An alarming number of Minnesota children face neglect or abuse. Unable to advocate for themselves, these children may be forced to suffer in silence. The Minnesota Guardian ad Litem Program aims to address this problem by ensuring that the best interests of vulnerable children are represented in court. Keep reading to learn more about this influential program — and its impact on child custody and parenting time.

Guardian ad Litem: The Basics

The term ‘Guardian ad Litem’ essentially means ‘guardian of the lawsuit.’ This individual is charged with advocating on behalf of children when matters involving their welfare are negotiated in court. In short, the Guardian ad Litem acts as a court-based spokesperson for children in need of advocacy. This person’s sole consideration involves the best interests of the child.

To ensure accurate feedback, Guardians ad Litem conduct thorough interviews with not only the children they serve, but also with a variety of people who may hold influence in the lives of those children. This information is then compiled in a recommendation for the court. While Guardians ad Litem are not responsible for the final decision, they can hold significant sway over local judges.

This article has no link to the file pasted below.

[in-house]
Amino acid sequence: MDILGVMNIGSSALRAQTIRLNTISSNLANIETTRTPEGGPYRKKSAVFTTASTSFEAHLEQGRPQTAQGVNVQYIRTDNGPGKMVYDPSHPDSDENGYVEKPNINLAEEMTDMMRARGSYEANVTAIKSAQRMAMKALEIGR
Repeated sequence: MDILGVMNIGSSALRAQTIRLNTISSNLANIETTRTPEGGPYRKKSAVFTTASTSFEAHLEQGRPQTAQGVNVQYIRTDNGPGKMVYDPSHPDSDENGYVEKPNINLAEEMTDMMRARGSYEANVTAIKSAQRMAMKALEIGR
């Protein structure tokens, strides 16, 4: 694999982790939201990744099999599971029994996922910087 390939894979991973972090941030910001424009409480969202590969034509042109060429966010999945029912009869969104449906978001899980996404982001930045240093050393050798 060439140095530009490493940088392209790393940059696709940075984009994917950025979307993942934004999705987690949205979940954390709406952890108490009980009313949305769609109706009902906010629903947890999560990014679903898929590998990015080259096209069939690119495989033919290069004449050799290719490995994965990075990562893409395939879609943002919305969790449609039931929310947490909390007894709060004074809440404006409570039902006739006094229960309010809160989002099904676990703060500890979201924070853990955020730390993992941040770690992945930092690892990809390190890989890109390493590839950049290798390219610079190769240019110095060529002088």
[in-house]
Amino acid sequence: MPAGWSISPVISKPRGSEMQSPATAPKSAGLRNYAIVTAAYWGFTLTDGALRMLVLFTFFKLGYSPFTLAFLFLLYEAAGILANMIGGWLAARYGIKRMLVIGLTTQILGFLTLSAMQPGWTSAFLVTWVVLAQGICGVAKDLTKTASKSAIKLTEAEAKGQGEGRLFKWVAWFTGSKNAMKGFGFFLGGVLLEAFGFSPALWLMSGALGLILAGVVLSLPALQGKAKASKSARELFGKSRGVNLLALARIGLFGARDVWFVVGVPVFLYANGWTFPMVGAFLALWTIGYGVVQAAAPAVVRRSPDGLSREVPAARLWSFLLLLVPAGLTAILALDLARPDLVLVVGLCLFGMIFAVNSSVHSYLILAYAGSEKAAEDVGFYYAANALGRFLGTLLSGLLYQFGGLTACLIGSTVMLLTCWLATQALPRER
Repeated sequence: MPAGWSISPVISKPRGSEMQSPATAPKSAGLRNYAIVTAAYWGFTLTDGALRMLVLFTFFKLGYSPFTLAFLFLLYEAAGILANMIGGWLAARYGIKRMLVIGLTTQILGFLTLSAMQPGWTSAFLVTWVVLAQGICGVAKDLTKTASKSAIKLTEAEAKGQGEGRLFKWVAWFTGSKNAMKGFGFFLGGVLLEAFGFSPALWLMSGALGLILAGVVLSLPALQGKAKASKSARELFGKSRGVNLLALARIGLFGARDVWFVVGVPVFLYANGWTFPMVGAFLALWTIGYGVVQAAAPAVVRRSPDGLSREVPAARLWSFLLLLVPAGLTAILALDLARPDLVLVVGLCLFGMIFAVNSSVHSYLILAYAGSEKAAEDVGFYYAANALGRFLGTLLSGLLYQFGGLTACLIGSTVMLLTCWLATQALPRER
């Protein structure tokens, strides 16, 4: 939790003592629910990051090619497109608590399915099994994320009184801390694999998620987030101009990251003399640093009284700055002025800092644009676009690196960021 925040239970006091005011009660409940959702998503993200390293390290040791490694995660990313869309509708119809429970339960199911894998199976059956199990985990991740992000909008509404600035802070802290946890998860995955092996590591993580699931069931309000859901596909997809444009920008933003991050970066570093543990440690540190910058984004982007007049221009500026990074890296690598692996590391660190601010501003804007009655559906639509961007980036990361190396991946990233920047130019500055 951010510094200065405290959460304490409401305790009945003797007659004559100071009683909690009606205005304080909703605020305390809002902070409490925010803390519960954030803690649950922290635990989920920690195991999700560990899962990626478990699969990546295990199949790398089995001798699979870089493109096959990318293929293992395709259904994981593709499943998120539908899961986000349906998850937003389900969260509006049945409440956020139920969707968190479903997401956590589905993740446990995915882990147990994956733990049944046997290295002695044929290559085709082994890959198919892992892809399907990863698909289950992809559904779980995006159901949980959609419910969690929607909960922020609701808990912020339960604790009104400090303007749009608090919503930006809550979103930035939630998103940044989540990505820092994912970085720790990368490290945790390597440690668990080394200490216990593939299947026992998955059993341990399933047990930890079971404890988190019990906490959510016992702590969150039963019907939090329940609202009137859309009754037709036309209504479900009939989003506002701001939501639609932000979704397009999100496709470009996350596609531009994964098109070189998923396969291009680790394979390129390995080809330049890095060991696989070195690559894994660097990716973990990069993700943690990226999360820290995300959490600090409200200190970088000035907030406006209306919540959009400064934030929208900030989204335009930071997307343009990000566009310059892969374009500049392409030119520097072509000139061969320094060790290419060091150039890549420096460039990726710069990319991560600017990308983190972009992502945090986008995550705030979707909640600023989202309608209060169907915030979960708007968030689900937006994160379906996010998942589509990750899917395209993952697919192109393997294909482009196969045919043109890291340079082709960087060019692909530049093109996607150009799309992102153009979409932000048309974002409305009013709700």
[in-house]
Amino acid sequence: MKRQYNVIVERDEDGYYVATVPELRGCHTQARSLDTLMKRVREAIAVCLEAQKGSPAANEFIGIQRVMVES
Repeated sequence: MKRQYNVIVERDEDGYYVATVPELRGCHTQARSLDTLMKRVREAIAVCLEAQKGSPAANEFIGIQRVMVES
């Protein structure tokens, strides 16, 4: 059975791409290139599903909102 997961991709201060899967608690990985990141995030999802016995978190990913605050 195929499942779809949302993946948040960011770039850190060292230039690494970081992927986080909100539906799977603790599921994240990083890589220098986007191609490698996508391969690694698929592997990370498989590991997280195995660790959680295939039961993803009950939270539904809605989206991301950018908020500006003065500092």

How Does a Guardian ad Litem Differ From a Legal Guardian?

A Guardian ad Litem is not a legal guardian. While the Guardian ad Litem provides useful advocacy in court, his or her role ends there. This individual is not responsible for providing the child a home or handling the child’s general property or care.

The experts at the Brown Law Offices understand all aspects of child custody and parenting time in Minnesota — including the crucial role Guardians ad Litem can play in family matters. Contact us at your earliest convenience to learn more.

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Photo of Cynthia J. Brown Cynthia J. Brown

Cynthia Brown is a founding shareholder with the Brown Law Offices, P.A., a northwest Twin Cities divorce and family law firm. She is an honors graduate of the University of South Dakota and William Mitchell College of Law. Cynthia’s practice focuses almost exclusively on divorce and family law issues. She publishes a monthly family law column for the Minnesota Lawyer newspaper, and has contributed to Divorce Magazine and The Family Law Forum. Cynthia also serves as a panel attorney for the Anoka County Family Law Clinic.